Shadowbrook is a complex restaurant—it has received accolades for being everything from “Most Romantic Restaurant” (as reported by many newspapers, magazines, and web sites) to “Top 10 Places Nationwide for Dining With Kids Near the Beach” (from USA Today). But there is a simple fact that hasn’t changed during its 67-year history: Shadowbrook serves top-notch food accompanied by stellar service.
My husband and I recently dined at Shadowbrook, and it didn’t disappoint. From the moment we began walking down the winding path through the garden, we were transported to an enjoyable evening (patrons can also choose to take the old-fashioned cable car—a Shadowbrook trademark—which we did on the way back; it’s fun and nostalgic).
I want to commend Shadowbrook for something I noticed as soon as I opened the menu. There is a card with a list of some of the local farms and fish/meat/egg/etc. vendors used for that evening’s menu. I am aware that many restaurants use nearby resources, but it’s good that Shadowbrook takes the time to rotate this card regularly and give props to some of our great farmers and suppliers. The other night these included Andy Boy Farms in Salinas, Bay Area Herb Co. in Half Moon Bay, Driscoll Farms in Watsonville, Skuna Bay Salmon in Monterey, Far West Fungi in San Francisco, New Natives Farm in Freedom, and Glaum Cage-Free Egg Ranch in Aptos.
Our waiter Andrew was attentive throughout the night. He answered questions with lots of details, and enthusiasm, and was happy to make recommendations when requested. As our dinner went on, I overheard diners at the next table asking many, many questions. He accommodated them with a gracious demeanor, and I could hear him creating combinations that weren’t on the menu to make the customers happy. I also learned interesting bits of culinary information through their conversation; for example, the mashed potatoes served with the scallop dish are prepared with the butter that the restaurant’s lobster is poached in. so if you order the scallop dish, know you’ll be getting extra-decadent spuds! (If you look at the menu, as I did later at home via the Shadowbrook website, you’ll see this described as ‘lobster infused-whipped potato’).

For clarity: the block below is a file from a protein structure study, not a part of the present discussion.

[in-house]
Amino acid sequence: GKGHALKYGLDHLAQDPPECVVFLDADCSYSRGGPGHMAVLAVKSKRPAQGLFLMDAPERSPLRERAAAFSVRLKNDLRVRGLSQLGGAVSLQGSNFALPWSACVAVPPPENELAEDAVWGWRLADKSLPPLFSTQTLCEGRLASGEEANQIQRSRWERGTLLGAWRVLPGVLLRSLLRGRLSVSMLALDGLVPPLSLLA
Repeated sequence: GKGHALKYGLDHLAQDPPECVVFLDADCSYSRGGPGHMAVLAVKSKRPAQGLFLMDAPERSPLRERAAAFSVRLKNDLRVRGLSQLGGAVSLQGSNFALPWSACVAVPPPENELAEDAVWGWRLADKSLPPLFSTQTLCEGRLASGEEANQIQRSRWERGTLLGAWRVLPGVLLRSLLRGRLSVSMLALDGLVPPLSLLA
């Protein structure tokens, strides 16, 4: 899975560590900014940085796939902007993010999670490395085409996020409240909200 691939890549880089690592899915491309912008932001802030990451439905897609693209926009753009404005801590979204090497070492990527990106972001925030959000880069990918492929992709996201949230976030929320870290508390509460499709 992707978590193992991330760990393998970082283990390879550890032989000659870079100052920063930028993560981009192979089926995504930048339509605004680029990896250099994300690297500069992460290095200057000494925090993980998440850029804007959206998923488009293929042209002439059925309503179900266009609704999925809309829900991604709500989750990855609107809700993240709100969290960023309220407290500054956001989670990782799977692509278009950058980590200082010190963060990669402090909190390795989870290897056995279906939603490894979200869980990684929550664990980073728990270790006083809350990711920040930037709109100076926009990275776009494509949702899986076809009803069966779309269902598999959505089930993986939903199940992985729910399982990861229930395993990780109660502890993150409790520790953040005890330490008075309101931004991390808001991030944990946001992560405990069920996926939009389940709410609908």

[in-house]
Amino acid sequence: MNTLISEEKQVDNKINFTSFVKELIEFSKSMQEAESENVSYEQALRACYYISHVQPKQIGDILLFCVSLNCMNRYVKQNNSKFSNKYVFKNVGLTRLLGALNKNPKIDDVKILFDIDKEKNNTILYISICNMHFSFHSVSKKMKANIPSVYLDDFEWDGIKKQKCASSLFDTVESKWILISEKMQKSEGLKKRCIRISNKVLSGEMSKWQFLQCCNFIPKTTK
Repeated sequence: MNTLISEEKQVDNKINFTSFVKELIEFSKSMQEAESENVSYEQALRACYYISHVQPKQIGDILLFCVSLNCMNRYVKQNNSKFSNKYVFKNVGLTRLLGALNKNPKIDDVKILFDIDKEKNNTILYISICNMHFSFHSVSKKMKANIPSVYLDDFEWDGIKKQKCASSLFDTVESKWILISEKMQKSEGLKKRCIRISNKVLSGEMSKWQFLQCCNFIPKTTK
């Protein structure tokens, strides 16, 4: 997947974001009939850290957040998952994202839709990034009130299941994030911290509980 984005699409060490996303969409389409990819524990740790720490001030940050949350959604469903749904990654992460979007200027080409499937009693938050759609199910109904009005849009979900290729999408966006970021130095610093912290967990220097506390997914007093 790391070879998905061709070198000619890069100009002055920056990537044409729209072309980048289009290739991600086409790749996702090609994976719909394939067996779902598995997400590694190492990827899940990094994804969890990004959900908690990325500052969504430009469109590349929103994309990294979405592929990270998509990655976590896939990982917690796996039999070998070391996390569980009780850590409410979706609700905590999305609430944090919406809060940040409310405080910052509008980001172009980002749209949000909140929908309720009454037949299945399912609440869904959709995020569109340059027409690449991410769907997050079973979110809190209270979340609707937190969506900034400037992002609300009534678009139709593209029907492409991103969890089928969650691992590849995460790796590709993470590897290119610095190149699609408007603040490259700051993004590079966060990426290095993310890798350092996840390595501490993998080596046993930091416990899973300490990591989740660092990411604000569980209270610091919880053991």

The salmon cake appetizer is prepared with a choice of styles: Pacific Rim or California. We chose Pacific Rim. Similar to a crabcake in presentation and texture, it was served atop sea greens, accompanied by julienned vegetables sautéed in miso plus ginger-wasabi and Ponzu sauces. It was a wonderful way to start the evening as the flavors really got my appetite primed.
I also recommend the seared ahi starter. The fish was absolutely fresh, and just slightly seared to a perfect rare temperature. The appearance was similar to a small sushi roll; instead of rice, there was a tempura-type crust. The batter was thin, light and crisp. The ahi was beautifully displayed on a tray that had three sections for sauce: the first two were the same as the aforementioned salmon cake sauce duo, while the third was a pickled ginger-coconut-cream. Andrew recommended mixing the first two for a sweet-spicy blend; that really made the flavors pop. I also ate a couple pieces dipped into the ginger-coconut sauce and enjoyed that combination.
I ordered the local baby greens salad and added goat cheese; the cheese was creamy and wonderful. Dried apple rings and toasted walnuts packed a flavorful crunch, and vinaigrette featuring white balsamic and pear puree created a nice balance. There was also a small amount of thinly sliced, fresh delicious apple, and I would have enjoyed more of this.
For my entrée, I chose one of the evening’s specials, a butter-poached single rock lobster tail. It was a very generous portion, and the lobster meat was sweet and melted in my mouth. My husband enjoyed his entrée “The Butcher’s Steak.” The red wine reduction added a depth and richness to the herb- and pepper-encrusted medallions, and the accompanying onion-bacon tart with warm, flaky pastry really complemented the tender meat.
The Gizdich Ranch olallieberry pie with Marianne’s vanilla bean ice cream definitely tempted me on the dessert menu, but I was unfortunately just too full. During past trips to Shadowbrook, I have savored the Chocolate Meltdown: rich molten cake served with that same vanilla ice cream. Truly worth the indulgence! The crème brulee is also a favorite among Shadowbrook customers.
Executive Chef Roger Gowen has been with Shadowbrook since 2012. He was promoted from Sous Chef in 2014, and is very grateful for his Shadowbrook position. Also, he’s excited that he and his team are going to make a few changes to the menu soon, including adding some lighter summer dishes and “bringing back some of the oldie-but-still-delicious entrees.” “I love and enjoy coming to work every day,” he says. He gets to utilize his “…passion and dedication for cooking and making people’s experience here at the Shadowbrook the most joyous and memorable it can be.” This passion definitely comes through in the eyes (and stomach) of this diner!